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U.N.: Broadband Internet Access Booming in Richest Nations

U.N.: Broadband Internet Access Booming in Richest Nations
By Ronald Roach


Broadband technology offering fast and cheap access to the Internet is booming in richer countries but is slowly spreading in the developing world, according to a United Nations report issued last month. The report, from the International Telecommunications Union (ITU), notes that the spread of broadband was lagging in many European states where telecommunications lines are still controlled by former state monopoly providers. Nevertheless, developing countries lag far behind the wealthiest nations in Europe, the Americas and Asia. One successful project in a developing country was found in India where some 65,000 km (40,400 miles) of cable along the extensive rural rail network has been set up for remote communities, according to the ITU.

“Broadband is arriving at a time when the revolutionary potential of the Internet has still to be fully tapped,” says Tim Kelly, who heads the ITU’s Strategy and Policy Unit.

Evidence from around the globe indicated that monthly spending on telecommunications services rose when broadband was easily available, the report said. The number of subscribers to broadband technology, the third generation since early Internet use through normal telephone lines gave way to higher-speed or ISDN lines, grew 72 percent last year and now totals 62 million, it said.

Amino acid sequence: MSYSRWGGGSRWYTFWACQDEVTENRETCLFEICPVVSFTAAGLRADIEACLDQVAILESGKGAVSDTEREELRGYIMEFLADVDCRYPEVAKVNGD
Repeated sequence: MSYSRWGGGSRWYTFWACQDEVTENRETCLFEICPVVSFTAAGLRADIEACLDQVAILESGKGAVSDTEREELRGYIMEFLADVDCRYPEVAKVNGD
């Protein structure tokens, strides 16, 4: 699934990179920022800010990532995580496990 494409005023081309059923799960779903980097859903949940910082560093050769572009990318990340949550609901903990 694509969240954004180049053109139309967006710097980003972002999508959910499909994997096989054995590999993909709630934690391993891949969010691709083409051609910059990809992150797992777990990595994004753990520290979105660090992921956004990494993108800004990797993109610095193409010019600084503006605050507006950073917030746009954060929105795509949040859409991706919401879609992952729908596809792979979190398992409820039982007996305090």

By far the greatest broadband penetration is in South Korea, where more than 20 percent of the population — which constitutes 94 percent of the country’s 10.8 million Internet subscribers — are serviced through broadband technology.

Hong Kong is next with 15 percent of the population using broadband, 43 percent of the 2.4 million Internet users, and Canada third with just over 11 percent, exactly half the 5.6 million people who have signed up for online services.

In the United States, the ITU said, some 7 percent of the population, nearly 20 million of the 70 million Internet subscribers, are now on broadband — a penetration level just below that of Japan.

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